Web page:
Chapter 4 APush

Topics: British Empire, Seven Years' War, Colonialism Pages: 2 (482 words) Published: September 17, 2014

1.)Why were most Americans content with their role within the British Empire in the 1750s? What evidence of discontent did exist?

Most Americans were content with their role in the British Empire because Britain had provided them opportunities for trade and commerce, military protection, and political stability. Because of neglect by the British the trade restrictions decreased. In the colonies, people were allowed to trade unlimitedly with little tax to whomever they chose. Military protection and support was another benefit of the British Empire for the colonies. Britain provided soldiers and generals for the colonies during the 7 years war to help assist them defeat the French and Indians. They also did not pour troops into the colonies without a reason, like the war, which allowed the colonists more freedom and a sense of independence. This period of neglect also led to American assemblies in the 1750s. American assemblies were allowed to levy taxes, pass laws, make budgets, and appoint officials. These assemblies began to show the colonists that they were capable of governing themselves. Although Britain provided these benefits discontent started to arise after the seven years war. After the war, Parliament realized the colonies may have become too independent because of the period of neglect and King George enacts many acts. Several colonists because of the war and British policies that were enacted also began to realize the illicitness of England’s impediment in the colonies.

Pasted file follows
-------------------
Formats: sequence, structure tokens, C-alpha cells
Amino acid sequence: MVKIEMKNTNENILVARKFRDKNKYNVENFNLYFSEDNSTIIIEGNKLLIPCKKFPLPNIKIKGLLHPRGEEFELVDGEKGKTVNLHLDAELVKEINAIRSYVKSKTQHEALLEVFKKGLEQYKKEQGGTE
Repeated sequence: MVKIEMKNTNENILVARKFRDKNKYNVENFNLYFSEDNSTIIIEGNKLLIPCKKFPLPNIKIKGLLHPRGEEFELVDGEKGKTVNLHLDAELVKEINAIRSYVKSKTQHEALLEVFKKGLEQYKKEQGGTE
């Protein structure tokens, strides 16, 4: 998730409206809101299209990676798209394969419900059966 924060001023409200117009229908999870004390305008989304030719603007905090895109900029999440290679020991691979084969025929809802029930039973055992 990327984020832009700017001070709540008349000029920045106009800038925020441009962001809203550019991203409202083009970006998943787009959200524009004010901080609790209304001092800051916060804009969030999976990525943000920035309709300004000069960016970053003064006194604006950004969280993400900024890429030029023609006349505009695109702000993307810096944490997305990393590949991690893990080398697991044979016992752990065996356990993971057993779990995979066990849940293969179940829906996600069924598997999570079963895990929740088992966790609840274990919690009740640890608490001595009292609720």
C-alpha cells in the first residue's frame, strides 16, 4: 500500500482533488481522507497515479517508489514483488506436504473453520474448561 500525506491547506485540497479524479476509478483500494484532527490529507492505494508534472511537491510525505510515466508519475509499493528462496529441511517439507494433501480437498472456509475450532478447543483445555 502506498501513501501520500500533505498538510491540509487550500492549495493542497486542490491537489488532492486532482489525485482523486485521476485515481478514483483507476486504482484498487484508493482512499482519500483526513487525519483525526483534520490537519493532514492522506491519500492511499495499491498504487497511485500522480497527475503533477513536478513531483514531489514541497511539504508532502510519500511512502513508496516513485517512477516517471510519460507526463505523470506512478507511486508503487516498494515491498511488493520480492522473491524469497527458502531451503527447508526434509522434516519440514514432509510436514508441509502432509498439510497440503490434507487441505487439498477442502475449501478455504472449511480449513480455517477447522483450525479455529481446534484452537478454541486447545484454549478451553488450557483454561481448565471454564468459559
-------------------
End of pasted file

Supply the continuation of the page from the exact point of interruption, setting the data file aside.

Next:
3.) Some historians have argued that the American Revolution was the result of a constitutional conflict over the relationship between the mother country and the colonies. How does the colonial reaction to British attempts to regulate commerce after 1763 support this interpretation?

After the 7 years war ended, England began to tighten its hold on the colonies by enacting acts and policies for the colonies such as the sugar act and the stamp act. The Sugar act was...
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